States, and in some cases localities, can also take action to protect children from exploitation. They can implement the measures described above, including increasing labor enforcement funding, enhancing child labor penalties, imposing strict liability, and more. In addition, states can pass laws related to workers’ compensation to further deter child labor violations and compensate victims. For example, some states have higher payment amounts for permanent workplace injuries suffered by children, given that the injury will affect their lives for a longer period of time than it would an adult. A bill proposed in Colorado would allow a child or their parent to bring a tort lawsuit for damages, and not be limited only to workers’ compensation as a remedy, if an injury occurs during a week in which the minor was engaged in work prohibited by state child labor law, or in which the employer intentionally required the minor to work excessive hours.66 Facing a child labor crisis not seen in decades, the solution is to improve our laws and enforcement.
In contrast, weakening child labor laws is the absolute wrong approach right now. Yet paradoxically, there is a movement afoot in a number of states to do precisely that.67 Bills to weaken child labor standards have been introduced in fourteen states in the past two years alone. Two states—Arkansas and Iowa—have enacted notable rollbacks that will place vulnerable children at risk, and are poorly considered in other ways as well.
Arkansas has eliminated a prior requirement for children to obtain an employment certificate issued by state labor officials. Passed in the guise of protecting parents’ rights, the new law will do precisely the opposite: among other things, applications for the now-eliminated employment certificate required submission of proof of age and written consent of the minor’s parent of guardian.
Meanwhile, Iowa has enacted “one of the most dangerous rollbacks of child labor laws in the country,” according to the Economic Policy Institute.68 The bill changes state law to allow employers to hire children as young as 14 for previously prohibited hazardous jobs in industrial laundries or as young as 15 for light assembly work; to allow state agencies to waive restrictions on hazardous work for 16 to 17-year-olds in a list of dangerous occupations, including demolition, roofing, excavation, and power-driven machine operation; to allow restaurants to hire teens as young as 16 to serve alcohol; and to extend permissible work hours for children as young as 14 to work six-hour nightly shifts during the school year.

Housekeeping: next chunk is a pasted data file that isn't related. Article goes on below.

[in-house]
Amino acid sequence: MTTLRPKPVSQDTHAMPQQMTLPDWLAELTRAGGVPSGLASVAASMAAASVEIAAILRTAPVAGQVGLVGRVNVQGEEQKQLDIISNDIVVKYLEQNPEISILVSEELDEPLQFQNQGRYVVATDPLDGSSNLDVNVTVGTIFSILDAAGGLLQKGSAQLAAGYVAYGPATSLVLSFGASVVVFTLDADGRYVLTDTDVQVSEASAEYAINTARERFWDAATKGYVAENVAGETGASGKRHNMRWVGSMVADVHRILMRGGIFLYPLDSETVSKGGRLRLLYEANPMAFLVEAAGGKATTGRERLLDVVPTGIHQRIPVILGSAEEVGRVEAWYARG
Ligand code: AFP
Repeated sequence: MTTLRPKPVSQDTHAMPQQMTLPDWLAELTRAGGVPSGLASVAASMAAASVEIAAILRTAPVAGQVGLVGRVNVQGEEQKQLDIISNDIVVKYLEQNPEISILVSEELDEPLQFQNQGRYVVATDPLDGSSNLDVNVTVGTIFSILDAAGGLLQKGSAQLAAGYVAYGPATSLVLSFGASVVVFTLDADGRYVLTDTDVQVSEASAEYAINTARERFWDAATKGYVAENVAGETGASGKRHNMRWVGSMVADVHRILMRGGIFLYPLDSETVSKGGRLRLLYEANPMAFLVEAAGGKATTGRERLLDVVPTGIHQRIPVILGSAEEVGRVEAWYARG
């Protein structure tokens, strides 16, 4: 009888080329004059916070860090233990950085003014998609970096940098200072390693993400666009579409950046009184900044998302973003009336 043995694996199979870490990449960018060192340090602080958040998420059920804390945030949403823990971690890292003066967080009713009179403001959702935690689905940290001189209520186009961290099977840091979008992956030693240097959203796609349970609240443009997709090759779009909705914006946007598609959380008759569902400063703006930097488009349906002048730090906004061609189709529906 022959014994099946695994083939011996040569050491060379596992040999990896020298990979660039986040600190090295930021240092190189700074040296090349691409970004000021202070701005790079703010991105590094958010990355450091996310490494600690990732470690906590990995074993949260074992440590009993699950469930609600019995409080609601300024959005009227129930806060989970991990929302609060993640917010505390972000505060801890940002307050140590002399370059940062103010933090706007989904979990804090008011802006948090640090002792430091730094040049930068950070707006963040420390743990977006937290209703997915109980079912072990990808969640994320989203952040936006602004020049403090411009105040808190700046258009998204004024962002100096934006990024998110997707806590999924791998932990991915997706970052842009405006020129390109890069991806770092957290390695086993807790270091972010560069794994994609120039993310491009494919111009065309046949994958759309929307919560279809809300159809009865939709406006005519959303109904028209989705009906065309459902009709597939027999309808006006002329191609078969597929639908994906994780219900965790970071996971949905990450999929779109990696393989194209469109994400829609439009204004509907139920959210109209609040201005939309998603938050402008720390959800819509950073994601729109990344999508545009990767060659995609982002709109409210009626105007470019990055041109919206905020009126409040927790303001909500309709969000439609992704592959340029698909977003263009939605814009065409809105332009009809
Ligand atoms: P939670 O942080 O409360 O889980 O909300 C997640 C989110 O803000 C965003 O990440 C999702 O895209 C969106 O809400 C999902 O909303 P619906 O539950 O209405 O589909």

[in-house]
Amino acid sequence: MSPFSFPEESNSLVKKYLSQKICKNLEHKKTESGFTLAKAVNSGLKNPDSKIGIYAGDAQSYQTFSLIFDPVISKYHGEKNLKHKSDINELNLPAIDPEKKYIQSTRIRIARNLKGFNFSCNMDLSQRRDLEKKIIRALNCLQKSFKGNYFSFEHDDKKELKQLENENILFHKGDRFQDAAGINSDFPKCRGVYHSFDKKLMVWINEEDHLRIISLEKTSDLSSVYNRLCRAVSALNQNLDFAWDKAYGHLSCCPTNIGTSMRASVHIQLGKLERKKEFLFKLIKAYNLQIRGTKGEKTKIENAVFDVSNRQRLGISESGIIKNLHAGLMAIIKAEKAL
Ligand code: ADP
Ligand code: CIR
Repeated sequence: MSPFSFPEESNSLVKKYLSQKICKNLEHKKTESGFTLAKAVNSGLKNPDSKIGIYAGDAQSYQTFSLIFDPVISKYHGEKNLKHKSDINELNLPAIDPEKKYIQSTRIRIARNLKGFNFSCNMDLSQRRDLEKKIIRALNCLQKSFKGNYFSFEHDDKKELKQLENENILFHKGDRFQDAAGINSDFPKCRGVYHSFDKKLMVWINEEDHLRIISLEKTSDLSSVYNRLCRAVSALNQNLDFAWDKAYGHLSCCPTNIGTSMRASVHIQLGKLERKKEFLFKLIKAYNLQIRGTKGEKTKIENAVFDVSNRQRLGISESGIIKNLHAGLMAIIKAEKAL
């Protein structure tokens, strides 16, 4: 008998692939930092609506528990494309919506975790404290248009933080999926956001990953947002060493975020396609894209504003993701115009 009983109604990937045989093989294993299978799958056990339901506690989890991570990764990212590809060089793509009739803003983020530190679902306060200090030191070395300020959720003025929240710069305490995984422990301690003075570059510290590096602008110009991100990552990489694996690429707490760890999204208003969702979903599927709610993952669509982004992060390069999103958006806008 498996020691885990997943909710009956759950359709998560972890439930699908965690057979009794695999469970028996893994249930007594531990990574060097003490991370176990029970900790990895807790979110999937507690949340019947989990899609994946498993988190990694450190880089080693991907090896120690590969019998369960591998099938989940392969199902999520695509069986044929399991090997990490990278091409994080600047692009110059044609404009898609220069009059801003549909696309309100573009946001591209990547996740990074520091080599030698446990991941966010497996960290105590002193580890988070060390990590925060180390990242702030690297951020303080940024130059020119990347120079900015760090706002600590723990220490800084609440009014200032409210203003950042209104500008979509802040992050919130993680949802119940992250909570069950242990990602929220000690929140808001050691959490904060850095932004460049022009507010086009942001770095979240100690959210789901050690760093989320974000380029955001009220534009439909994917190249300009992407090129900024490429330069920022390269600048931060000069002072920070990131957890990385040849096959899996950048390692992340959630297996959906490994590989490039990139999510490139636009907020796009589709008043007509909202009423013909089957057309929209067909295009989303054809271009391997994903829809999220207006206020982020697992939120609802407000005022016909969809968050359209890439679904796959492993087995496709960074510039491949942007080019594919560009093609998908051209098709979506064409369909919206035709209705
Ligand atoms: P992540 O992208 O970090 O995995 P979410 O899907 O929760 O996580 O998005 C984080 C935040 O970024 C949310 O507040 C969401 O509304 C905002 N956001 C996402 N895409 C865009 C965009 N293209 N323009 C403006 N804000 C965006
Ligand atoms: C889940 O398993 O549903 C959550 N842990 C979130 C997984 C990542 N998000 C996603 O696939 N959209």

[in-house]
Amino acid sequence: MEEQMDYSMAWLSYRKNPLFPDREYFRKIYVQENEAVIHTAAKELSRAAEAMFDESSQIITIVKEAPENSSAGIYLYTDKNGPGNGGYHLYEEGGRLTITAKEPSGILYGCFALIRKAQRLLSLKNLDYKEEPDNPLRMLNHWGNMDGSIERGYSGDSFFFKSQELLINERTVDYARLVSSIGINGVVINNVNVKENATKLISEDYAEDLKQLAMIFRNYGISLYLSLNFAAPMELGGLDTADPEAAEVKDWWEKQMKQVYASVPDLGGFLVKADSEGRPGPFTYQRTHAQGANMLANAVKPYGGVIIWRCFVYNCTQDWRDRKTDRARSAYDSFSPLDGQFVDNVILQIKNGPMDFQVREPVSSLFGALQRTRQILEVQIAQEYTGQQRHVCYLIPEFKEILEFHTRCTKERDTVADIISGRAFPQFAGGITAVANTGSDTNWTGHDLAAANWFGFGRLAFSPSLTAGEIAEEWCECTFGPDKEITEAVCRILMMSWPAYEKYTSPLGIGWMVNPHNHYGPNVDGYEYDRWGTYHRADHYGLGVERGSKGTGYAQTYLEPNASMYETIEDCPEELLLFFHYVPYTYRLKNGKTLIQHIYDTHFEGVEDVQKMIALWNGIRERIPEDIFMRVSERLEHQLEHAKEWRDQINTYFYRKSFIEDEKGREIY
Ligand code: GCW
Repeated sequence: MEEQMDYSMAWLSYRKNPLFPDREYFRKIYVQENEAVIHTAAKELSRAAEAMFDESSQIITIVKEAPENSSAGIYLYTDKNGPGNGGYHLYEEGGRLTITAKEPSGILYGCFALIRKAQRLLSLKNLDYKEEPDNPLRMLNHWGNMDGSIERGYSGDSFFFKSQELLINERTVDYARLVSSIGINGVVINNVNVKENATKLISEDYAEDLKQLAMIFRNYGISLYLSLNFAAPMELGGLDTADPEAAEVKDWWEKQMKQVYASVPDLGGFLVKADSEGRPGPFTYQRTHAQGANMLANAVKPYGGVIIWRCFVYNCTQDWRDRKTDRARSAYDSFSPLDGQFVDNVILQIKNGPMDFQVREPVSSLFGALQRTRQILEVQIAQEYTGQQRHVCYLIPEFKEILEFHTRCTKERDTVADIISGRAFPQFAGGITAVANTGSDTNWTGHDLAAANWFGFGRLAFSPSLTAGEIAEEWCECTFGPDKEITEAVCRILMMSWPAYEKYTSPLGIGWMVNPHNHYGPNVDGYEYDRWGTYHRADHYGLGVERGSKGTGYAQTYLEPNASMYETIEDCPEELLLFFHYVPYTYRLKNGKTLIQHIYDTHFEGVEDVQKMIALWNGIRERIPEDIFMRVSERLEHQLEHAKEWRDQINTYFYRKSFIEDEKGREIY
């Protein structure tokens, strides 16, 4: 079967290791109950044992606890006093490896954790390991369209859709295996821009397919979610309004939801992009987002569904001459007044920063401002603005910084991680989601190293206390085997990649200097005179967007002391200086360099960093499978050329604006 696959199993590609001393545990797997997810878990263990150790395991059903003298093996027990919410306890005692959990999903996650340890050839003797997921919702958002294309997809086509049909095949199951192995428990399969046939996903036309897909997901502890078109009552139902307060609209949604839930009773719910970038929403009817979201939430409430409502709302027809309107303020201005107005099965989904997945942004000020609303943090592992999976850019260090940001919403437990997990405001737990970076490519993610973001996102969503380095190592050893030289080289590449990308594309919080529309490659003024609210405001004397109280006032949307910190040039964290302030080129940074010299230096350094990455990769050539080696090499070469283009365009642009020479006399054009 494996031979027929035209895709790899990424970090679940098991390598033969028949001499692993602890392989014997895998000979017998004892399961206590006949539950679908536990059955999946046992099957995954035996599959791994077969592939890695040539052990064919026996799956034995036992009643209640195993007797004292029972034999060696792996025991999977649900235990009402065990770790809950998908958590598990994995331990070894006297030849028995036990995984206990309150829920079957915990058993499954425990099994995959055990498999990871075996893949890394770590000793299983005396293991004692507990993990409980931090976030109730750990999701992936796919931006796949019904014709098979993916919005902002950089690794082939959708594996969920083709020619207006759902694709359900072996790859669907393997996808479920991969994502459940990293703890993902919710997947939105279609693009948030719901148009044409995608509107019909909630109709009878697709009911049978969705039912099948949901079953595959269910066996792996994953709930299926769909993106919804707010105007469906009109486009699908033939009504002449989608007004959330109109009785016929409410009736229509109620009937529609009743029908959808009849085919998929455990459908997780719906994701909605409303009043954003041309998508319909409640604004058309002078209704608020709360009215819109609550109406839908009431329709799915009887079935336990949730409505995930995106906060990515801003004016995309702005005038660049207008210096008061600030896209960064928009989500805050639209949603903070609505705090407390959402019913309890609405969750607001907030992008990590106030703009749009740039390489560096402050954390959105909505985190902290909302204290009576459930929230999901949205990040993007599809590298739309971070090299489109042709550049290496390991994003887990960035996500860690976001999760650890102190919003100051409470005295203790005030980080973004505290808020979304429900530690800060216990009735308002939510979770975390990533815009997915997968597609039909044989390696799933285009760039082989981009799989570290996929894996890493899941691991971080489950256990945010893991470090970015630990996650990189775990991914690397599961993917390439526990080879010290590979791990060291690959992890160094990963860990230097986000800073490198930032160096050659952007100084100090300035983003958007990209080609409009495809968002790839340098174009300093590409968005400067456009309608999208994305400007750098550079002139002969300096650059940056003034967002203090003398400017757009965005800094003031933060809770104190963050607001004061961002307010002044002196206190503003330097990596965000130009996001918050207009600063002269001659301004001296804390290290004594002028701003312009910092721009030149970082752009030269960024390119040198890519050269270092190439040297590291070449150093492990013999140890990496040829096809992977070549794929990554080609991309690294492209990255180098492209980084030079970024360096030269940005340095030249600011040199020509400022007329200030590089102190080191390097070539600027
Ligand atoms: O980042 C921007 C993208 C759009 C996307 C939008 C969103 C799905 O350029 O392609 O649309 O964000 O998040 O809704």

This rollback is irresponsible and will put children in harm’s way, placing them in dangerous workplaces that are high-risk for adults and even more so for minors. In addition, multiple provisions in the new state law conflict with FLSA’s child labor provisions. Indeed, the U.S. DOL Solicitor of Labor Seema Nanda sent a letter to an Iowa legislator last month explaining how the new law contradicts FLSA requirements.69
In this way, Iowa lawmakers have put state’s employers in a difficult situation. The FLSA is a floor, not a ceiling; employers must follow the FLSA no matter what. (If state law is stronger, they must follow that also.) Iowa employers may rely on the new state law, and later find themselves facing significant penalties because of FLSA child labor violations. Iowa legislators perhaps believed they were serving employers’ interests, but in fact they were placing employers on a path toward potentially violating federal law.
To the extent that a labor shortage exists, fourteen-year-olds are not the solution
Some have pointed to a “labor shortage” as one reason for relaxing child labor laws. But to the extent such a shortage exists, enlisting vulnerable teens to fill our workforce needs is not the solution. There are other methods to address labor needs in certain sectors. (It’s worth noting, as well, that if child labor laws are relaxed because of a purported labor shortage, they’re unlikely to be tightened up again once conditions change.)
As an initial matter, reports of a “labor shortage” are greatly exaggerated. As Josh Bivens of the Economic Policy Institute has recently pointed out, there is no longer any evidence of an economy-wide labor shortage relative to pre-pandemic trends (the number of prime-age adults working is now higher than 2019 levels).70